General election: Boris Johnson wins huge election victory and ‘stonking mandate’ for Brexit

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The PM says he has a “powerful new mandate to get Brexit done” as his party romps to victory in the general election.

Boris Johnson says he’s “ended the gridlock” in British politics by delivering the Conservatives’ best general election result since 1987 – achieved by tearing seats from Labour in its heartlands.

With 649 of the UK’s 650 constituencies to have declared their results, the Tories had won 364 seats to deliver a huge House of Commons majority.

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It is set to be the largest majority of any government since 2001 and the Conservatives’ highest number of seats since Margaret Thatcher was their leader.

The prime minister will now visit the Queen to form a government having secured what he described as a “powerful new mandate to get Brexit done”.

Speaking at a victory rally in Westminster before sunrise this morning, Mr Johnson hailed a political “earthquake” which saw Labour support crumble in its heartlands in the face of a Conservative landslide.

He told Tory activists: “We did it, we pulled it off didn’t we?

“We broke the deadlock, we ended the gridlock, we smashed the roadblock.”

He added: “With this election I think we’ve put an end to all those miserable threats of a second referendum.”

Mr Johnson said “politicians have squandered the last three years, three and a half years in squabbles”, but “this election means that getting Brexit done is now the irrefutable, irresistible, unarguable decision of the British people”.

“I will put an end to all that nonsense and we will get Brexit done on time by the January 31 – no ifs, no buts, no maybes,” he said.

Image:Nicola Sturgeon’s SNP now has near total domination in Scotland

And he had a message for the traditional Labour voters who switched sides and “lent” the Conservatives their vote.

“Your hand may have quivered over the ballot paper as you put your cross in the Conservative box and you may intend to return to Labour the next time round,” said the PM.

“If that is the case, I am humbled that you have put your trust in me… and I will never take your support for granted.”

‘The red wall is obliterated’: Analysis from Sky’s political experts

Meanwhile – as their fabled “red wall” of seats in the North and Midlands crumbled in the face of Mr Johnson’s pro-Leave message – Labour suffered their worst election result, in terms of seats, since 1935.

They had won 203 seats by 7am – some 59 seats down on their result at the 2017 election.

Jeremy Corbyn responded by announcing he would not lead Labour in any future general election campaign after a “very disappointing night”.

But he suggested he would not be departing as Labour leader immediately and would instead oversee a “process of reflection” in the party.

Liberal Democrat leader Jo Swinson also suffered a miserable night, after failing to secure re-election to parliament by losing her East Dunbartonshire seat to the SNP.

Her party will hold a leadership election in the New Year to choose her successor.

“This is clearly a setback for liberal values,” she said after the Lib Dems failed to make a breakthrough on Thursday night.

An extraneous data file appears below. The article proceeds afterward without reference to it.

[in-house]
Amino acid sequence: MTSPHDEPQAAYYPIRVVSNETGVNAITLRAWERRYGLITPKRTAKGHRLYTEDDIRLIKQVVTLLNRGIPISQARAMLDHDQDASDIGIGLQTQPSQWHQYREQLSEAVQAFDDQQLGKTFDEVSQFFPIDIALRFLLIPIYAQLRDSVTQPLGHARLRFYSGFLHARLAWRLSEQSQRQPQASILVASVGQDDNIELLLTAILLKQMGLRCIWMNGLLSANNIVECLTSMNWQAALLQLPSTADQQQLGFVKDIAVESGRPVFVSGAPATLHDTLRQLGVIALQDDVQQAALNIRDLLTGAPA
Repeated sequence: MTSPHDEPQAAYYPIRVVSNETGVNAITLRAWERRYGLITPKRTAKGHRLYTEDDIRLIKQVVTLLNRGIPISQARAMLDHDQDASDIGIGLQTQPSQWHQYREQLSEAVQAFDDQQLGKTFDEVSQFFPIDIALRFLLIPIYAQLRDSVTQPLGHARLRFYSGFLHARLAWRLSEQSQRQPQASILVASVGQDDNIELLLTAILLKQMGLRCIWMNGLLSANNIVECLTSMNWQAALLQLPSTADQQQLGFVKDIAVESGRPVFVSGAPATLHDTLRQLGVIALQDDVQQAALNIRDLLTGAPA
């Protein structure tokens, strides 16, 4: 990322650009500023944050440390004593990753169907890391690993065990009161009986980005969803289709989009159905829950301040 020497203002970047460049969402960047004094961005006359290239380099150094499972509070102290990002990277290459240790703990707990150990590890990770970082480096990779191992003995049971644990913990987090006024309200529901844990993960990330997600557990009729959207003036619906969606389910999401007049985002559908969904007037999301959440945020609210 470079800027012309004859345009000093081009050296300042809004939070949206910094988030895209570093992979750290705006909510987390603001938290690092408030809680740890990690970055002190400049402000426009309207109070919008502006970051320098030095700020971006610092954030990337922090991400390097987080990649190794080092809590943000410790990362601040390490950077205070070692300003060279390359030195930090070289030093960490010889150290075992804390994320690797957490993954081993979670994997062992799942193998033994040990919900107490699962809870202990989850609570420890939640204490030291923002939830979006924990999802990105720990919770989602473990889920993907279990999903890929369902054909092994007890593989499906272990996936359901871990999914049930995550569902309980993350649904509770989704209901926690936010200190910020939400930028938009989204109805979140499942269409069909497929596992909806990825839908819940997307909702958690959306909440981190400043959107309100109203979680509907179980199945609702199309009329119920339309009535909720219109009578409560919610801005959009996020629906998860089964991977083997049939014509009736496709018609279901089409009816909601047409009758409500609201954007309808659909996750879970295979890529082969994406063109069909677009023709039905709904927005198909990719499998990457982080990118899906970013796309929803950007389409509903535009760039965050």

“But there are millions of people across the country who believe in them.

“By coming together to fight for them, we can create a positive future.”

Image:Lib Dem leader Jo Swinson lost her seat in East Dunbartonshire to the SNP

Ms Swinson’s loss in her constituency came as the SNP also gained other seats to return to near-complete dominance across Scotland.

SNP leader and Scottish First Minister Nicola Sturgeon refreshed her call for a second Scottish independence referendum as she claimed her country and the rest of the UK are on “divergent paths”.

For the first time in Northern Ireland’s history, nationalist MPs were set to outnumber unionist MPs, after the DUP lost two seats.

This included the DUP’s Westminster leader Nigel Dodds losing his North Belfast seat.

Image:The DUP’s Westminster leader Nigel Dodds lost his seat

The foundation of the Conservatives’ election victory was based on winning a swathe of seats in Leave-supporting areas, many of which had been held by Labour ever since they were created.

The result suggests a fundamental realignment of UK politics, with many of those constituencies won by the Tories on Thursday night having delivered large Labour majorities under former prime minister Tony Blair.

These include seats such as Bolsover, which had been held by Labour since it’s creation in 1950, and Newcastle-under-Lyme, which had been held by Labour since the end of the First World War.

What Boris Johnson’s triumph means for Brexit – and the Union

In a recording obtained by website BuzzFeed, Mr Johnson told aides at the Conservative Party’s headquarters that “no one can now refute” his “stonking mandate” to deliver Brexit.

He added: “We must understand now what an earthquake we have created. The way in which we have changed the political map of this country.

Image:Boris Johnson and girlfriend Carrie Symonds arrive at 10 Downing Street after the Conservative victory

“We have to grapple with the consequences of that, we have to change our own party, we have to rise to the level of events, we must… we must answer the challenge that the British people have given us.”

However, it was not a complete success for Mr Johnson on Thursday night, with the Tories’ losing seats in Remain-supporting areas such as Putney, won by Labour, and St Albans, won by the Lib Dems.

Credit: SkyNews

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